Tomorrow's editions of Time and Newsweek put the NSA's phone database on their covers. Time's story is emminently skippable, if you've been following the story at all. Newsweek does a much smarter job, offering a neat history of the NSA, and providing a needed antidote to the myth of the agency's omnipotence.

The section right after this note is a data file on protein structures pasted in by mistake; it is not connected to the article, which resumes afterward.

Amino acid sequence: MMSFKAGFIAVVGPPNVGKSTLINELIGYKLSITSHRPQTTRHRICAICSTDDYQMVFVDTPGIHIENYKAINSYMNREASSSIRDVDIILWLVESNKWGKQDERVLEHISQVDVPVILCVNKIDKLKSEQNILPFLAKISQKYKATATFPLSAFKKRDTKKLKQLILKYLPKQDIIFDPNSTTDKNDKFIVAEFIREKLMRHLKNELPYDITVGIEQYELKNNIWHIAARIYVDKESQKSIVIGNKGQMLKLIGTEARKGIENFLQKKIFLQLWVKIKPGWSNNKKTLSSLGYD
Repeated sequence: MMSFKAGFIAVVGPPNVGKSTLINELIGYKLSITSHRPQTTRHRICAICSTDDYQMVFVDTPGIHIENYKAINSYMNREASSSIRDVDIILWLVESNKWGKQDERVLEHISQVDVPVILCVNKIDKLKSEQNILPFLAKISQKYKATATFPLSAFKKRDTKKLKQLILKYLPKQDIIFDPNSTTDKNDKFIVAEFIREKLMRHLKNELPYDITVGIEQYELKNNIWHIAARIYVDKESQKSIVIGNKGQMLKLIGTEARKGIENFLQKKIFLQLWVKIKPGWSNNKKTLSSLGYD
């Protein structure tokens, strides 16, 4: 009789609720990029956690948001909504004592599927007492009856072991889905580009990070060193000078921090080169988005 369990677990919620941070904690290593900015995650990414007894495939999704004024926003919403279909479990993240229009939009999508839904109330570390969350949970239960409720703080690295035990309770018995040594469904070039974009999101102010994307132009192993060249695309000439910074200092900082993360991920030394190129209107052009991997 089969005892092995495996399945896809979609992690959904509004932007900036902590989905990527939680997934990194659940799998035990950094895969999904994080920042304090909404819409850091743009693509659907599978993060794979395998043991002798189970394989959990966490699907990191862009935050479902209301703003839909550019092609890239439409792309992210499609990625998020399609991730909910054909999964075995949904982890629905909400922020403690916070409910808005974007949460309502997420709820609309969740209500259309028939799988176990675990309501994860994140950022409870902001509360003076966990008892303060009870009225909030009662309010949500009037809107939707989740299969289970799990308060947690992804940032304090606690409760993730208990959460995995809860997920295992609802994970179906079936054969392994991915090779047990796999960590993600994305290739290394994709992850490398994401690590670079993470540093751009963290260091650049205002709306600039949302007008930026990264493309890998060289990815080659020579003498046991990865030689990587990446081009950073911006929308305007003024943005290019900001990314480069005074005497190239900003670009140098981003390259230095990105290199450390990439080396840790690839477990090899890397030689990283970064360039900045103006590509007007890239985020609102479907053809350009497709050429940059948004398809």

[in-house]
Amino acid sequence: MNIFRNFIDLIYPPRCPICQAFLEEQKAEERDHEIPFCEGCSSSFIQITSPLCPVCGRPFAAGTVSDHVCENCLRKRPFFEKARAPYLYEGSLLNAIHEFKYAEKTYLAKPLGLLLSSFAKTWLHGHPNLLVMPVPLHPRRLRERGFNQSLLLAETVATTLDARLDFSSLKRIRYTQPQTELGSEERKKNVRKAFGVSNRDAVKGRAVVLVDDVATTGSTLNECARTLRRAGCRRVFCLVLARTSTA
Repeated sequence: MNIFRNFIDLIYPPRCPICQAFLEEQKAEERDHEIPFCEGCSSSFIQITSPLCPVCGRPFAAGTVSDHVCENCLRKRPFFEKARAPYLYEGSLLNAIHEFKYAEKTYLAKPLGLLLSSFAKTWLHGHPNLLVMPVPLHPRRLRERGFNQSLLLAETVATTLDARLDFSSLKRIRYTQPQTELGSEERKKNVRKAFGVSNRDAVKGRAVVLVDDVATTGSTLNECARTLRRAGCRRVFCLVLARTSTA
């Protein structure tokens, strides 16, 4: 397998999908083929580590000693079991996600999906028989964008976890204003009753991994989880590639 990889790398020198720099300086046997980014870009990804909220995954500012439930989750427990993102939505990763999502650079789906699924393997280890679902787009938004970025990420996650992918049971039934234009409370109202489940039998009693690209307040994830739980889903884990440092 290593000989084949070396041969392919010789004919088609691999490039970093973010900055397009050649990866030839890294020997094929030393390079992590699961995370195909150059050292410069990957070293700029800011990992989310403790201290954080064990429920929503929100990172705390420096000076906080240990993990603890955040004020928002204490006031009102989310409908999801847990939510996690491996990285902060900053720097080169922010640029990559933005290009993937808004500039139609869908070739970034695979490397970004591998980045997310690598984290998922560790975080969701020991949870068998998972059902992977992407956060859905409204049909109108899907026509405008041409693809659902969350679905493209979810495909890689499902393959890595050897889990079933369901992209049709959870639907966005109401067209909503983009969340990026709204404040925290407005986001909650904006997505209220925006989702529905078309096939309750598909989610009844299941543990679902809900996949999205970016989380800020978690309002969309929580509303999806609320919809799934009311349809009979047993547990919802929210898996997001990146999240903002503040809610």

But increasingly, there has been talk of the agency's "going deaf." The NSA had its best luck monitoring Soviet lines of communicationfor example, a microwave transmission from Moscow to a missile base in Siberia. But the new enemy is more shadowy and elusive. In 2002, General Hayden told NEWSWEEK, "We've gone from chasing the telecommunications structure of a slow-moving, technologically inferior, resource-poor nation-stateand we could do that pretty wellto chasing a communications structure in which an Al Qaeda member can go into a storefront in Istanbul and buy for $100 a communications device that is absolutely cutting edge, and for which he has had to make no investment for development."According to most accounts, the NSA remains behind the telecommunications curve. A December 2002 report by the Senate intelligence committee noted that only a "tiny fraction" of the NSA's 650 million daily intercepts worldwide "are actually ever reviewed by humans, and much of what is collected gets lost in the deluge of data." Hayden told NEWSEEK that year that the NSA had been slow to catch up to new technology, and that he was obsessed with turning the enemy's "beeps and squeaks into something intelligible."One of Hayden's most ambitious initiatives was called Trailblazer. It was a program aimed at helping the NSA make sense of its many databasesto put them to use. By more efficiently locating and retrieving messages, Trailblazer could help the NSA "data-mine," to find patterns in the huge volume of electronic traffic that might help lead sleuths to a terror suspect. Instead, the program has produced nearly a billion dollars' worth of junk hardware and software. "It's a complete and abject failure," says Robert D. Steele, a CIA veteran who is familiar with the program. Adds Ed Giorgio, who was the chief code breaker for the NSA for 30 years: "Everybody's eyes rolled when you mentioned Trailblazer."What went wrong? The NSA apparently tried a clunky top-down approach, trying to satisfy too many requirements with one grand solution, rather than taking a more Silicon Valley-like tack of letting small entrepreneurs compete for ideas. John Arquilla of the Naval Postgraduate School at Monterey, Calif., a renowned "network" intelligence expert, says: "The real problem Big Brother is having is he's not making enough use of the Little Brothers"the corporations that have become expert at manipulating databases for commercial use."Data mining" has been a boon to credit-card companies that can match customers and products. It has also helped the Feds track drug dealers who constantly buy and throw away cell phones (the technology can monitor frequent phone-number changes). Identifying and tracking terrorists may be a taller order. For one thing, terrorists have learned not to even use phones. A computer disk or message between, say, Osama bin Laden and Iraqi insurgent leader Abu Mussab al-Zarqawi is hand-delivered. Some terrorists have learned to leave messages hidden in Web sites. Others are given passwords to go on the Web sites and find the messages. Since that process involves no electronic communicationno e-mail or phone callthe NSA is kept in the dark.Meanwhile, Newsweek's technologist, Steven Levy, takes a page out of the Defense Tech playbook and chats with our pal Valdis Krebs. The Times gets proof for what Bobby Ray Inman told us on Monday: that Dick Cheney is the driving force behind the CIA program. The Washington Post catches DNI John Negroponte in an eavesdropping fib. The AP wraps a rather-hysterical headline ("Spy Agency Watching Americans From Space") around a fairly sober look at the National Geospatial-Intelligence Agency. And News.com has a handy FAQ on the call record brouhaha. But my favorite NSA-related article from the weekend comes from the Chicago Trib's technology ace, John Van, who talks to researchers about just how helpful all this link analysis and data mining might be.